Interview stress tests involve purposely creating tension to see how the candidates respond. These may include:
- focusing on the candidate's negatives
- creating uncomfortable silences
- challenging correct facts
- confrontational arguments
The personal qualities that these environments test in candidates are obviously important for customer-facing roles. For example, they can tell you how well the person can keep their cool with unreasonable clients.
However, both my colleagues and I have experienced this style of interviewing for purely technical roles. At the time I have written it off as "company with terrible culture" or "managers not knowing what they're doing". Recently a colleague of mine had an interview like that, and I have been wondering as to the motivations behind these interviews.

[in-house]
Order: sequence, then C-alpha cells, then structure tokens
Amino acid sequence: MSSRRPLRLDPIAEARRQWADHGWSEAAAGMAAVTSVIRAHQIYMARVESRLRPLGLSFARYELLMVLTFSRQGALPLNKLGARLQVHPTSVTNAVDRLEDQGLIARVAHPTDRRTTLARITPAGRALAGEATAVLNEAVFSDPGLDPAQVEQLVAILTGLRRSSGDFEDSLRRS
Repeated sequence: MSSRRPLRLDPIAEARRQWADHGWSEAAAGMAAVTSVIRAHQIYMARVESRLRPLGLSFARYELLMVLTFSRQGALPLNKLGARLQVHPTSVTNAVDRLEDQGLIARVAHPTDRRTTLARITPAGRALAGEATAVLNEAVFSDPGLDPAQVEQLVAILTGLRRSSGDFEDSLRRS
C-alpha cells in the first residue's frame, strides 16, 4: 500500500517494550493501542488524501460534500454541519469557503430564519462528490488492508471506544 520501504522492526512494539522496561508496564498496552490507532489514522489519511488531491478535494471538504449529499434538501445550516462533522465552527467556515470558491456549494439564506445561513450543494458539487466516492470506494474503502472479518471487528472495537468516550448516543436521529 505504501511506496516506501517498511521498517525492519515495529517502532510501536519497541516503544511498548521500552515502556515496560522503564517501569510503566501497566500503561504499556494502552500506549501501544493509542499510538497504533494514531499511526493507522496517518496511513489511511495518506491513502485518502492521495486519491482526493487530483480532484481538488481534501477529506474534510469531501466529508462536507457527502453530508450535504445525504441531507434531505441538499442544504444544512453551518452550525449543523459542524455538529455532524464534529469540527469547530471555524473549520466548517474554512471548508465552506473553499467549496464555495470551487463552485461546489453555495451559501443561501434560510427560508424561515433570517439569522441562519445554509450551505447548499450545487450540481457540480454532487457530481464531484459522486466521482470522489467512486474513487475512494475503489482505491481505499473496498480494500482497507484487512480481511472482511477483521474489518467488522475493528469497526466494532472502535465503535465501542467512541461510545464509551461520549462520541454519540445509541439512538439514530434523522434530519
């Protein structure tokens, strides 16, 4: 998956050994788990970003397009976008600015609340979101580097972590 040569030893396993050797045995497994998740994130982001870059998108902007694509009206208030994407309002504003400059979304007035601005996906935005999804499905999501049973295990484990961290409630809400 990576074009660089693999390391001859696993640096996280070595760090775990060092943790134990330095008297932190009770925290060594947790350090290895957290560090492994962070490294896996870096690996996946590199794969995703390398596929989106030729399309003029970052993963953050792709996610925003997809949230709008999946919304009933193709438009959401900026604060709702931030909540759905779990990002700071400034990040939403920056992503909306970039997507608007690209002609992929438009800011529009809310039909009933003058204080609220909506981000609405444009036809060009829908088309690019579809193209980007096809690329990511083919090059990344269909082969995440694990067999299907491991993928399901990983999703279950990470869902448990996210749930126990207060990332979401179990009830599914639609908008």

Are there any valid reasons to perform this style of interviews for technical positions? If so, what are they, and in what cases are they worthwhile?
I am not asking whether we should be interested in candidate's ability to perform under stressful situations. I'm asking whether this style of interviews is really effective to gauge that, and whether it is worth the drawbacks.
Example of a drawback: let's say you go to two interviews of similar roles in similar companies. In one place you get an interview like that described. In the second you get a straight up guy/gal that tells you how they do things, what they expect, and has a 'constructive' back and forth about your qualifications. Why would talented people ever want to work for the former?
Second example of a drawback: Smart people know that you're doing this on purpose, but they may not know your motives. This is a false proxy for real situations. Handling a real difficult client/manager when working and handling a difficult recruiter when interviewing are two very different things.